In 1990, I drew thirteen cartoons for the computing industry press. They were never published, so here they are from the Beholder archive. They have no particular artistic merit, but they’re mildly interesting from a nostalgically geeky point of view.
Although most people who have heard of Pascal probably assume it was only ever used in classrooms, my first heavyweight programming job was on the Unisys BTOS implementation of the UK’s HOLMES police computer system, and was written in Pascal. There was one important modification for the Pascal we were using, though: a system call that allowed us to duplicate variables by copying memory location ranges, which meant the program could and did depend on variables’ values without ever refering to their names. This is a terrible idea for maintenance and debugging, and caused us a lot of trouble.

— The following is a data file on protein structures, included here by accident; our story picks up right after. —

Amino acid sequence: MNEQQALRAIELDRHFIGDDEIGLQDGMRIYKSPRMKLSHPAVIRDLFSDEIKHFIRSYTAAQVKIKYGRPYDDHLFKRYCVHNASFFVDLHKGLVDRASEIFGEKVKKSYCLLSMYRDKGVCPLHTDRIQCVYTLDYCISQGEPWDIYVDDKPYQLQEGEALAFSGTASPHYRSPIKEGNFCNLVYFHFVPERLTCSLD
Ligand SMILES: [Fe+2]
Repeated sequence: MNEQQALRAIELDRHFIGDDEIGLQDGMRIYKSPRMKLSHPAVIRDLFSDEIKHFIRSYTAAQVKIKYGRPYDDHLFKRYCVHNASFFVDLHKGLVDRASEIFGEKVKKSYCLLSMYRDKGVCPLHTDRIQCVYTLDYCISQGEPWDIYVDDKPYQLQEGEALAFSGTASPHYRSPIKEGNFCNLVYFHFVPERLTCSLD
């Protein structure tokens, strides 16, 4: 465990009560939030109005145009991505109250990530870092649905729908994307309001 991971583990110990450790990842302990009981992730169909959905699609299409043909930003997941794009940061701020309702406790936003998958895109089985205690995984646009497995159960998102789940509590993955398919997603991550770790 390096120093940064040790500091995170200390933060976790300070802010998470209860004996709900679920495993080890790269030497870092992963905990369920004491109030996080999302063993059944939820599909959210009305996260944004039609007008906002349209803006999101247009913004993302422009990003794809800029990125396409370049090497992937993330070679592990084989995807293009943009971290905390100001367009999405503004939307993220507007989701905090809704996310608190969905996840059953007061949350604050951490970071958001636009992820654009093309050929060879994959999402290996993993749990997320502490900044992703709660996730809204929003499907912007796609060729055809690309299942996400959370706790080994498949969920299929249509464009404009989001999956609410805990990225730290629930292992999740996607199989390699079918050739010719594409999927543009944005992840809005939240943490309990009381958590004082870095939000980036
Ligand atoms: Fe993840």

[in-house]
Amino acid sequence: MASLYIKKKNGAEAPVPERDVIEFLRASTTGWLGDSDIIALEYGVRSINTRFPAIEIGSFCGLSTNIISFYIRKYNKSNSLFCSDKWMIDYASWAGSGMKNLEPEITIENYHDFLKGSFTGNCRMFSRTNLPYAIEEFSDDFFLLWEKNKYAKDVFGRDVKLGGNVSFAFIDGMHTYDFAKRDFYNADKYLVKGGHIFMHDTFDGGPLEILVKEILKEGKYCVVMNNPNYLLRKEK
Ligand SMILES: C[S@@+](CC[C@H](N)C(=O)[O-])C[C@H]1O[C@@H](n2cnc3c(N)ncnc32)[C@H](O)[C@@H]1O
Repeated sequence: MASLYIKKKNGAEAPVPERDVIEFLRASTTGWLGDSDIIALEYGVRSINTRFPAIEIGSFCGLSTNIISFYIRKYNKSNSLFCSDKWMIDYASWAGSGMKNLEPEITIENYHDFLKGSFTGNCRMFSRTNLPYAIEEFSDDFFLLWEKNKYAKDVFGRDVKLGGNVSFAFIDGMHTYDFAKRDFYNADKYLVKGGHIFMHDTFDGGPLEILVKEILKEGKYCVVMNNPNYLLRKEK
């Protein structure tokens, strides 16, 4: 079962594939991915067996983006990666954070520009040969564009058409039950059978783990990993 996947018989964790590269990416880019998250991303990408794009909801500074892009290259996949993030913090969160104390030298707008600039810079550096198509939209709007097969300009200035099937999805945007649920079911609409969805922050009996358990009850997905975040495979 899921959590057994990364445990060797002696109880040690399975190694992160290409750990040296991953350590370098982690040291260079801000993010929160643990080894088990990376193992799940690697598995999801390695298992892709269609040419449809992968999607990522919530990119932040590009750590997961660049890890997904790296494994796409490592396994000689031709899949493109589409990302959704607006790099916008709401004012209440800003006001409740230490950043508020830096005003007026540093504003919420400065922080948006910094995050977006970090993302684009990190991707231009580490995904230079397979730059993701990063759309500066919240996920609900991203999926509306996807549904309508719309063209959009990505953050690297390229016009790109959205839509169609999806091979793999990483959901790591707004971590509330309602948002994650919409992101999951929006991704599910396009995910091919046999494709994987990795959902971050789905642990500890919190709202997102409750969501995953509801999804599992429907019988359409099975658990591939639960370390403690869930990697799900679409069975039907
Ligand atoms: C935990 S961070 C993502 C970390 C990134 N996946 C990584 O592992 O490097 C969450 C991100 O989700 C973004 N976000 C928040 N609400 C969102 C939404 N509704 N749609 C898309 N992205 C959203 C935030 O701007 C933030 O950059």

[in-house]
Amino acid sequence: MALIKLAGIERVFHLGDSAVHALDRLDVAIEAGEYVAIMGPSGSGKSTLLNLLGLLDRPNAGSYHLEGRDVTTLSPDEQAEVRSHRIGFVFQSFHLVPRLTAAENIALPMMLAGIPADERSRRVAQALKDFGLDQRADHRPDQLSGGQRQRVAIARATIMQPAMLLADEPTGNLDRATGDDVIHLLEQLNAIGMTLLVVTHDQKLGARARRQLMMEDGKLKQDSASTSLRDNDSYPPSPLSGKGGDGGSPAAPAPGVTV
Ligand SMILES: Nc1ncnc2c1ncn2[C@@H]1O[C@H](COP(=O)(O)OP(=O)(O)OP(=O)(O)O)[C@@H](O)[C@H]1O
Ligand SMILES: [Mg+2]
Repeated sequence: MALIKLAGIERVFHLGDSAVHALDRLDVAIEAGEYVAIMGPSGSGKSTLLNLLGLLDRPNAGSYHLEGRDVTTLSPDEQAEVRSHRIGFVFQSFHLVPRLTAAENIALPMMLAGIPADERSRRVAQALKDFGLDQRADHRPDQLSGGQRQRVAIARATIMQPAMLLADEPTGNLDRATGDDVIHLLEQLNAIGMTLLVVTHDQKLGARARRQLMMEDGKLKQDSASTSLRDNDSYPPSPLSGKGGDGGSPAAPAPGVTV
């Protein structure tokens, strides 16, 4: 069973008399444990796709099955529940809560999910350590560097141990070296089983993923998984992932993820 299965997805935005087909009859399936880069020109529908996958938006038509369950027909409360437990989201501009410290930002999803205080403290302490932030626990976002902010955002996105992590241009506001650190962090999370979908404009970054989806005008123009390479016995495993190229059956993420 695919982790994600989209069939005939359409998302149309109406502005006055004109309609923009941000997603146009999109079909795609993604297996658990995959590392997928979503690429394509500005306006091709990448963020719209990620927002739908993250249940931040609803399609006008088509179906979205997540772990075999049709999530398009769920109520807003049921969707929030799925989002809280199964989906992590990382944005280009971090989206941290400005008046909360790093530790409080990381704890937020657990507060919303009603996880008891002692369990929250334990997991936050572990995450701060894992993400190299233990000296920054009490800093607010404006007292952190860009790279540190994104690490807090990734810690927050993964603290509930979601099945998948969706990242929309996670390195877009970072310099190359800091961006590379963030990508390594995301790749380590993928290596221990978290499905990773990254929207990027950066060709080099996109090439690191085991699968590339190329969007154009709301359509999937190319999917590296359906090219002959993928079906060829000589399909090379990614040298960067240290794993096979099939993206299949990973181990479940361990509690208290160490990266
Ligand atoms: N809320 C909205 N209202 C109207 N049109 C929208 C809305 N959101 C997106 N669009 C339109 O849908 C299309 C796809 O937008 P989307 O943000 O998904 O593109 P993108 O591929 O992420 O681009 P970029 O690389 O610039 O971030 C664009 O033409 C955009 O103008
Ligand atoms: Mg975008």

I named these verbose cartoons “the Need To Know Guide to Programming Languages”. Note that this was nothing to do with Danny O’Brien & Dave Green’s Need to Know (NTK) newsletter, which did not come along for another seven years (and to which I enthusiastically subscribed).
You’re free to use the illustration for anything provided you attribute Beholder as the source (a CC BY 4.0 license).
See more vintage Beholder nostalgia.